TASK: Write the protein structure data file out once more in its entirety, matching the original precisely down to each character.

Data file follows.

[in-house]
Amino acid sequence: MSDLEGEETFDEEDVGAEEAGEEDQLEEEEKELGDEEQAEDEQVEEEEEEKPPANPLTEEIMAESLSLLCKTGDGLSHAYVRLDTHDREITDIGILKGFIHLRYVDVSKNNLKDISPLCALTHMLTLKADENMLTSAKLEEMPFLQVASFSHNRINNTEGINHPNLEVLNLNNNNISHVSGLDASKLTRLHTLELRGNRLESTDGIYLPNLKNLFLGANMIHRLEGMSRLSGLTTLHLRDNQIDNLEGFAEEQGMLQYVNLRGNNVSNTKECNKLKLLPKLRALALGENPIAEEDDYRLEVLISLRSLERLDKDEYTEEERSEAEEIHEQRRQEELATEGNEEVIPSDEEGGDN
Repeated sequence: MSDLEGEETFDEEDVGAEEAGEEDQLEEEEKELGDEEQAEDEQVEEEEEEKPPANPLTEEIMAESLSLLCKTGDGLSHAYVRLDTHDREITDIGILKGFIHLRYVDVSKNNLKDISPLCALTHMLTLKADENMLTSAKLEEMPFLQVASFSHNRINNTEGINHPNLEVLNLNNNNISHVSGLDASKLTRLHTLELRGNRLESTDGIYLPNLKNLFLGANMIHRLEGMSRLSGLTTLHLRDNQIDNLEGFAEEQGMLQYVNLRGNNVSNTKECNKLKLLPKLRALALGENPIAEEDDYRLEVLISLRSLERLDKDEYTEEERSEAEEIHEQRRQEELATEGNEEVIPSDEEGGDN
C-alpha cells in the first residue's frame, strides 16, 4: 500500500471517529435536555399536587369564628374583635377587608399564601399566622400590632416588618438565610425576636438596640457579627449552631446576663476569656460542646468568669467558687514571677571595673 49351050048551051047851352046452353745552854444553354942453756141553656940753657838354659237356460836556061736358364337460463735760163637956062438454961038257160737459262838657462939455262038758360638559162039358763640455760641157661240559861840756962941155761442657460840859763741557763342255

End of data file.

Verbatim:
[in-house]
Amino acid sequence: MSDLEGEETFDEEDVGAEEAGEEDQLEEEEKELGDEEQAEDEQVEEEEEEKPPANPLTEEIMAESLSLLCKTGDGLSHAYVRLDTHDREITDIGILKGFIHLRYVDVSKNNLKDISPLCALTHMLTLKADENMLTSAKLEEMPFLQVASFSHNRINNTEGINHPNLEVLNLNNNNISHVSGLDASKLTRLHTLELRGNRLESTDGIYLPNLKNLFLGANMIHRLEGMSRLSGLTTLHLRDNQIDNLEGFAEEQGMLQYVNLRGNNVSNTKECNKLKLLPKLRALALGENPIAEEDDYRLEVLISLRSLERLDKDEYTEEERSEAEEIHEQRRQEELATEGNEEVIPSDEEGGDN
Repeated sequence: MSDLEGEETFDEEDVGAEEAGEEDQLEEEEKELGDEEQAEDEQVEEEEEEKPPANPLTEEIMAESLSLLCKTGDGLSHAYVRLDTHDREITDIGILKGFIHLRYVDVSKNNLKDISPLCALTHMLTLKADENMLTSAKLEEMPFLQVASFSHNRINNTEGINHPNLEVLNLNNNNISHVSGLDASKLTRLHTLELRGNRLESTDGIYLPNLKNLFLGANMIHRLEGMSRLSGLTTLHLRDNQIDNLEGFAEEQGMLQYVNLRGNNVSNTKECNKLKLLPKLRALALGENPIAEEDDYRLEVLISLRSLERLDKDEYTEEERSEAEEIHEQRRQEELATEGNEEVIPSDEEGGDN
C-alpha cells in the first residue's frame, strides 16, 4: 500500500471517529435536555399536587369564628374583635377587608399564601399566622400590632416588618438565610425576636438596640457579627449552631446576663476569656460542646468568669467558687514571677571595673 49351050048551051047851352046452353745552854444553354942453756141553656940753657838354659237356460836556061736358364337460463735760163637956062438454961038257160737459262838657462939455262038758360638559162039358763640455760641157661240559861840756962941155761442657460840859763741557763342255